Of course, Ventura was hardly the only war critic to run afoul of GE/NBC. Phil Donahue, the famous talk show host, saw his highly rated show cancelled when he gave dissenters and anti-war voices a fair hearing. Ashleigh Banfield, a reporter who covered the Iraq war, gave a speech in late April 2003 that criticized the antiseptic coverage of the war (extracts to follow below). For her perceptiveness and her honesty, she was reassigned and marginalized, demoted and silenced.
So much for freedom of speech, as well as the press.
As Phil Donahue said, his show “wasn’t good for business.” NBC didn’t want to lose ratings by being associated with “unpatriotic” elements when the other networks were waving the flag in support of the Iraq war. In sidelining Ventura and Donahue, NBC acted to squelch any serious dissent from the push for war, and punished Ashleigh Banfield in the immediate aftermath of the war for her honesty in criticizing the coverage shown (and constructed) by the mainstream media, coverage that was facilitated by the U.S. military and rubber-stamped by corporate ownership.
Speaking of Banfield’s critique, here are some excerpts from her speech on Iraq war coverage in April 2003. Note that her critique remains telling for all U.S. media war coverage since then:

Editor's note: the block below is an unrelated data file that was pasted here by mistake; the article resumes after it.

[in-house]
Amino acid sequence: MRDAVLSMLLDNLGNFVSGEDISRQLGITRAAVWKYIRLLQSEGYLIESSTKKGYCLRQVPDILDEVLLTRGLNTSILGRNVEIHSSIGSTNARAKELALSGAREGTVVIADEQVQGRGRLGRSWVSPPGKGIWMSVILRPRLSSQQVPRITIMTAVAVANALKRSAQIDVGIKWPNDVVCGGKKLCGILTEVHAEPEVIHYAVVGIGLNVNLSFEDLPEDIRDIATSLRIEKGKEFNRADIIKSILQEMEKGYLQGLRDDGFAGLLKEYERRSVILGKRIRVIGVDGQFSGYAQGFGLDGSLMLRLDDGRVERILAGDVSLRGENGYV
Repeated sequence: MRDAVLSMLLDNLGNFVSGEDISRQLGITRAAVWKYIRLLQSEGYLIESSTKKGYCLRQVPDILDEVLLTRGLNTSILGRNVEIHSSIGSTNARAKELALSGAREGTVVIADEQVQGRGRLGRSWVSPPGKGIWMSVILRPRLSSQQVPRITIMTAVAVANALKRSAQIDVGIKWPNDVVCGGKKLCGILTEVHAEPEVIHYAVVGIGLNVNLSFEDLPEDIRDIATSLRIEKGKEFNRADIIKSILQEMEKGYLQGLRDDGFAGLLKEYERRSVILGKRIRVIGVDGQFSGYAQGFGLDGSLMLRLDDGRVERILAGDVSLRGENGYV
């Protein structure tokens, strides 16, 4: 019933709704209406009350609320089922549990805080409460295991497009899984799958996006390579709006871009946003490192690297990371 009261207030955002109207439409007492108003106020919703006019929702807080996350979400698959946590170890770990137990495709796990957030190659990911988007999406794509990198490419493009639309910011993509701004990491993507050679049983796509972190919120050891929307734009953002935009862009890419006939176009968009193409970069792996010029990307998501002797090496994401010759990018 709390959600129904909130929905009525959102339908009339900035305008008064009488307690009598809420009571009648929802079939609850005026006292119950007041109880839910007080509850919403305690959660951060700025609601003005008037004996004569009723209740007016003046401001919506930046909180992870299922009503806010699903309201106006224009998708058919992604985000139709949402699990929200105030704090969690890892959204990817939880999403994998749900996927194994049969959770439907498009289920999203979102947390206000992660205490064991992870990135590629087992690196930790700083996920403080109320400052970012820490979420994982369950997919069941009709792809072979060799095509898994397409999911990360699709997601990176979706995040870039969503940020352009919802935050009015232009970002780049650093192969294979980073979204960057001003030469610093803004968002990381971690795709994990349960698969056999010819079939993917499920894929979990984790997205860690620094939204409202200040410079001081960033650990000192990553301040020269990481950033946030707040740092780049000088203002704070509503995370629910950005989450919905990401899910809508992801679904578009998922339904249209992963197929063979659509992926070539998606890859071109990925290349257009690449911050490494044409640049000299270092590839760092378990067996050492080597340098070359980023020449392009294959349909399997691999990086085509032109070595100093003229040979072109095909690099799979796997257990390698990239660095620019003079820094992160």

That said, what didn’t you see [in U.S. media coverage of the Iraq war]? You didn’t see where those bullets landed. You didn’t see what happened when the mortar landed. A puff of smoke is not what a mortar looks like when it explodes, believe me. There are horrors that were completely left out of this war. So was this journalism or was this coverage? There is a grand difference between journalism and coverage, and getting access does not mean you’re getting the story, it just means you’re getting one more arm or leg of the story. And that’s what we got, and it was a glorious, wonderful picture that had a lot of people watching and a lot of advertisers excited about cable news. But it wasn’t journalism, because I’m not so sure that we in America are hesitant to do this again, to fight another war, because it looked like a glorious and courageous and so successful terrific endeavor, and we got rid of a horrible leader: We got rid of a dictator, we got rid of a monster, but we didn’t see what it took to do that.